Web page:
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Publisher's Summary

One of the most significant books ever written by a head of State, the Meditations are a collection of philosophical thoughts by the Emperor Marcus Aurelius (121 - 180 ce). Covering issues such as duty, forgiveness, brotherhood, strength in adversity and the best way to approach life and death, the Meditations have inspired thinkers, poets and politicians since their first publication more than 500 years ago. Today, the book stands as one of the great guides and companions - a cornerstone of Western thought.
Public Domain (P)2010 Naxos AudioBooks
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By John J. on 02-28-15


If you could sum up Meditations in three words, what would they be?

A magnificent read...!!

What was the most compelling aspect of this narrative?

A compilation of writings never intended for publication, you receive a candid insight into the man himself, his values, principles and ponderings. Seeking balance in his life as a ruler, a warrior, spouse, father and human being - I found his perspectives fascinating...

Have you listened to any of Duncan Steen’s other performances before? How does this one compare?

No - but I am a new fan. His verbal inflections reflect an obvious mental and emotional immersion into the topic matter and do great credit to the writings and meditations of Marcus Aurelius...

If you could give Meditations a new subtitle, what would it be?

"Wisdoms & Guidance for Life..."

Any additional comments?

A magnificent compilation of historical wisdoms, historically articulated through many cultures and various systems of belief, most of us have had handed down to us through the course of our own lives. Welcome caveat being, these wisdoms are offered through the prism and perspective of the man himself, which brings depth and dimension to Marcus Aurelius as a man and insight into how his wheels turned. As an "average Joe," and casual student of philosophy, I found this book so worth my time, I play it repetitiously, like a favorite movie from which you catch something new each time you watch it...!! Narrator, Duncan Steen - CHERRS...!!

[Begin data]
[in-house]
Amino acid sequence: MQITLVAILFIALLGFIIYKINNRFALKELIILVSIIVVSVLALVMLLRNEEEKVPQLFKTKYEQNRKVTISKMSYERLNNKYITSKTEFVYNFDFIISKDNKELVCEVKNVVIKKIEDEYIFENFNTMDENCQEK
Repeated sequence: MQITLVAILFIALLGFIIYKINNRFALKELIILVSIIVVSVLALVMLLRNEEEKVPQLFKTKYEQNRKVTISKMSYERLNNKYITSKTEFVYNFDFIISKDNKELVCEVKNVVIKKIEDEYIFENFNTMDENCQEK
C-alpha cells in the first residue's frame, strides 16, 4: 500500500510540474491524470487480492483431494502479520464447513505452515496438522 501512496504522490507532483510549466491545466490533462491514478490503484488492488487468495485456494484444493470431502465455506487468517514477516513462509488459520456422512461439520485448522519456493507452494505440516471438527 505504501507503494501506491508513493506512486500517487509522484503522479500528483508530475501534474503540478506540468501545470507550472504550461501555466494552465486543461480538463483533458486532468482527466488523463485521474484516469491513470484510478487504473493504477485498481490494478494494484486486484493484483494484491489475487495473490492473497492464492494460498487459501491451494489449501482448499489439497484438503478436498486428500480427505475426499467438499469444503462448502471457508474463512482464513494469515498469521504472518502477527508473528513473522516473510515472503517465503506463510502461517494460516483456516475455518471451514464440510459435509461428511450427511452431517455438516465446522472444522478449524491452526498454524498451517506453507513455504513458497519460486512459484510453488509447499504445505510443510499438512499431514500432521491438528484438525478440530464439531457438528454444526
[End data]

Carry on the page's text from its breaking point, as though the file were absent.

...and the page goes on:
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80 of 84 people found this review helpful

By David on 10-22-16

Excelent reading of an excellent classic

Marcus Aurelius seems often to be regarded as the "father of Stoicism" and his Meditations as a sort of Stoic Bible. Neither of these things is true - Stoicism was founded centuries before his time, in Greece, and the emperor's "meditations" were basically his study notes and personal journals. He was writing only for himself, and never meant for his writings to be published after his death as a guide to others on how to live their lives.

Nonetheless, the Meditations are worthy of a deep, thoughtful read. Much of what Aurelius "teaches" can be considered common sense guidelines to approaching life, even if you are not a capital-s Stoic.

"You have power over your mind - not outside events. Realize this, and you will find strength."

This is Stoicism in a nutshell: You cannot control other things and people - you can only control yourself. Aurelius belabors this point at length - that whatever happens is meant to happen, that you have no power to change what has happened or will happen, and that therefore your only choice is how you will react to it. And that reacting with emotion is foolish.

Much of his philosophy also boils down to telling oneself to rise above insults, injuries, and idiots.

Begin each day by telling yourself: Today I shall be meeting with interference, ingratitude, insolence, disloyalty, ill-will, and selfishness – all of them due to the offenders’ ignorance of what is good or evil. But for my part I have long perceived the nature of good and its nobility, the nature of evil and its meanness, and also the nature of the culprit himself, who is my brother (not in the physical sense, but as a fellow creature similarly endowed with reason and a share of the divine); therefore none of those things can injure me, for nobody can implicate me in what is degrading. Neither can I be angry with my brother or fall foul of him; for he and I were born to work together, like a man’s two hands, feet or eyelids, or the upper and lower rows of his teeth. To obstruct each other is against Nature’s law – and what is irritation or aversion but a form of obstruction.

Stoicism often seems close to fatalism - one could conclude that if your life is basically out of your control and that everything and everyone will act according to their natures, there isn't much point in making plans or having hopes and dreams. But that isn't what Stoicism teaches, because the one thing you are in control of - yourself - is still a powerful agent in your life. Maybe you are (according to Stoic principles) fated to live a certain way and only that way, but you can choose to enjoy it or not, be miserable or not, be fulfilled or not.